3 rules when using the P/E ratio

By Morningstar |  18-10-19 | 
 

The P/E ratio is the ratio obtained by dividing the market price per share by the earnings per share. For example, a Rs 200 share price divided by EPS of Rs 20 represents a P/E ratio of 10. Theoretically, it translated into the assumption that if we were to buy this company today it would take 10 years to earn back our investment.

In this post, the author lists a few issues he has with the P/E ratio. He believes that the most dangerous component of the P/E ratio is that the earnings are the accounting earnings as defined by the accounting standards for a particular country. These earnings are not the cash earnings of the business. The P/E ratio tells us nothing about the quality of a company's earnings. Neither does it throw any light on the company's balance sheet (a low PE company may be incredibly expensive since the company has a very large amount of current debt that it has no way of paying).

In his book Investment Fables, Aswath Damodaran, professor of finance at the Stern School of Business at New York University, notes that investors have always used earnings multiples to judge investments, but the P/E ratio is related to a firm's fundamentals and a low P/E ratio by itself does not indicate an undervalued stock.

The biggest problem with P/E ratios is the variations on earnings per share (EPS) used in computing the multiple. The most common measure of the P/E ratio divides the current price by the earnings per share in the most recent financial year; this yields the current PE.

Other people prefer to compute a more updated measure of EPS by adding up the EPS in each of the last four quarters and dividing the price by this measure of EPS, using it to compute a trailing P/E ratio. Some analysts go even further and use expected EPS in the next financial year in the denominator and compute a forward P/E ratio.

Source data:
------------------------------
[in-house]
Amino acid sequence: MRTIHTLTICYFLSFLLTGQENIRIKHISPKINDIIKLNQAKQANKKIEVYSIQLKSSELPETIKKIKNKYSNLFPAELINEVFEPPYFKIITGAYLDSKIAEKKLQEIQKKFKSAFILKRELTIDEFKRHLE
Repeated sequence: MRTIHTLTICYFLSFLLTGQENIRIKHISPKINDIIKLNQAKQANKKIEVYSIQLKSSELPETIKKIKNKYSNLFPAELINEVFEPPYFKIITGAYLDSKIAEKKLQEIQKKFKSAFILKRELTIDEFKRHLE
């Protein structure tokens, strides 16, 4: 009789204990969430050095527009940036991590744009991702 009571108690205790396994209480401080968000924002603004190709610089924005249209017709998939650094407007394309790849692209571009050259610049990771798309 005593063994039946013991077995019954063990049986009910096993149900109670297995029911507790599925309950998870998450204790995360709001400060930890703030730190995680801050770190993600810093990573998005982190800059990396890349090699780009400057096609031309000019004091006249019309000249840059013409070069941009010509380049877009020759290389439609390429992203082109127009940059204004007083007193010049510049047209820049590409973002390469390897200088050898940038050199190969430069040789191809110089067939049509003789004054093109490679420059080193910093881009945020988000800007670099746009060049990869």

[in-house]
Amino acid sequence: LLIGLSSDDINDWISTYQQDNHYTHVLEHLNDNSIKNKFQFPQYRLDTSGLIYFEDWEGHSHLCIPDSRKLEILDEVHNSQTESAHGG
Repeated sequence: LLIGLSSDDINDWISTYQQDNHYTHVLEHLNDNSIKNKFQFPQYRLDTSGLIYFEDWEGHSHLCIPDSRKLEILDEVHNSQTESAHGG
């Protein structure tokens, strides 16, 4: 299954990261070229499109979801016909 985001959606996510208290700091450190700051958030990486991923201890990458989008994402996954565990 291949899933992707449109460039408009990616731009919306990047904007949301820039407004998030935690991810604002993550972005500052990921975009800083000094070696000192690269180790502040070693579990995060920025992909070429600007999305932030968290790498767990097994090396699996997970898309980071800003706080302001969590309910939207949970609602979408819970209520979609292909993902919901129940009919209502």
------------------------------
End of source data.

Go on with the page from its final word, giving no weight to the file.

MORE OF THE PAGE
EPS can also be computed before or after extraordinary items and based upon actual shares outstanding (primary) or all shares that will be outstanding if managers exercise the options that they have been granted (fully diluted). In other words, you should not be surprised to see different P/E ratios reported for the same firm at the same point by different sources. In addition, you should be specific about your definition of a P/E ratio if you decide to construct an investment strategy that revolves around its value.

In his blog post Aswath Damodaran notes that it is a blunt instrument that can get us into trouble, when used casually. A low P/E ratio can be indicative of cheapness, but it can also be the result of high debt ratios and low or no cash holdings. Conversely, a high P/E ratio can point to over priced stocks, but it can be caused by high cash balances and low debt ratios.

He suggests three simple rules for the use of P/E ratios.

  1. When comparing P/E ratios across companies, don't ignore cash holdings and debt.

As the diversity of companies within sectors increases, the old notion of picking the lowest P/E stock as the winner is increasingly questionable, since you may be choosing most highly levered company in the sector.

  1. When comparing P/E ratios across time, don't ignore cash holdings and debt.

I have noted the ebbs and flows in both cash as a percent of firm value and debt as a percent of value across time, sometimes due to shifts in the numerator (cash and debt values changing) and sometimes due to shifts in the denominator (market value of equity changing). Whatever the reasons, these shifts can affect the P/E ratios for the market, making it look expensive when cash balances are high and debt ratios are low.

  1. Any corporate action that changes the cash or debt as a percent of value will change the P/E ratio.

Consider a company that has a large cash balance and is planning on using that cash to buy back stock. Even if nothing else changes, the P/E ratio for the company should decrease after the buyback, as (high PE) cash leaves the company. Thus, the practice of forecasting earnings per share after buybacks and multiplying those earnings per share by a constant PE will overstate value. This effect will be even more pronounced, if the company borrows some or all of the money to fund the buyback, since a higher debt ratio will also push down the PE even further.

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